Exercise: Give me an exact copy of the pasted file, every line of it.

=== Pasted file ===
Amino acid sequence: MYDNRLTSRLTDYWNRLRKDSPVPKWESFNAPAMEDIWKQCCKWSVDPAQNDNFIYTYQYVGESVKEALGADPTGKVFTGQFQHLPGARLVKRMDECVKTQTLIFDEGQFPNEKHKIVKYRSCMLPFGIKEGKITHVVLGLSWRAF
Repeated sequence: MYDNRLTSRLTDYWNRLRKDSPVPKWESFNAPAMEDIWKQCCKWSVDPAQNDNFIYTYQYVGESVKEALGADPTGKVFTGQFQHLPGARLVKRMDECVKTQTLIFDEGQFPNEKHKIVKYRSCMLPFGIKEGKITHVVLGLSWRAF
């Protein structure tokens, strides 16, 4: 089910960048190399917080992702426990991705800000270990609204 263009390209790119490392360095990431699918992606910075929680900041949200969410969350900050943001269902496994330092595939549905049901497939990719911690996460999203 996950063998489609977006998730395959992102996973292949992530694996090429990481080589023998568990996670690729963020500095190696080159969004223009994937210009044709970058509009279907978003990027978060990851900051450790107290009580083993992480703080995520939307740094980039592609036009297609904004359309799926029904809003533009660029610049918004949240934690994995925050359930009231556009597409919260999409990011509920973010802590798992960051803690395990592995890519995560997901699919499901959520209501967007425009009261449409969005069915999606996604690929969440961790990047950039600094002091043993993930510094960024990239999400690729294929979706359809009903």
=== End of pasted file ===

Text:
Amino acid sequence: MYDNRLTSRLTDYWNRLRKDSPVPKWESFNAPAMEDIWKQCCKWSVDPAQNDNFIYTYQYVGESVKEALGADPTGKVFTGQFQHLPGARLVKRMDECVKTQTLIFDEGQFPNEKHKIVKYRSCMLPFGIKEGKITHVVLGLSWRAF
Repeated sequence: MYDNRLTSRLTDYWNRLRKDSPVPKWESFNAPAMEDIWKQCCKWSVDPAQNDNFIYTYQYVGESVKEALGADPTGKVFTGQFQHLPGARLVKRMDECVKTQTLIFDEGQFPNEKHKIVKYRSCMLPFGIKEGKITHVVLGLSWRAF
């Protein structure tokens, strides 16, 4: 089910960048190399917080992702426990991705800000270990609204 263009390209790119490392360095990431699918992606910075929680900041949200969410969350900050943001269902496994330092595939549905049901497939990719911690996460999203 996950063998489609977006998730395959992102996973292949992530694996090429990481080589023998568990996670690729963020500095190696080159969004223009994937210009044709970058509009279907978003990027978060990851900051450790107290009580083993992480703080995520939307740094980039592609036009297609904004359309799926029904809003533009660029610049918004949240934690994995925050359930009231556009597409919260999409990011509920973010802590798992960051803690395990592995890519995560997901699919499901959520209501967007425009009261449409969005069915999606996604690929969440961790990047950039600094002091043993993930510094960024990239999400690729294929979706359809009903």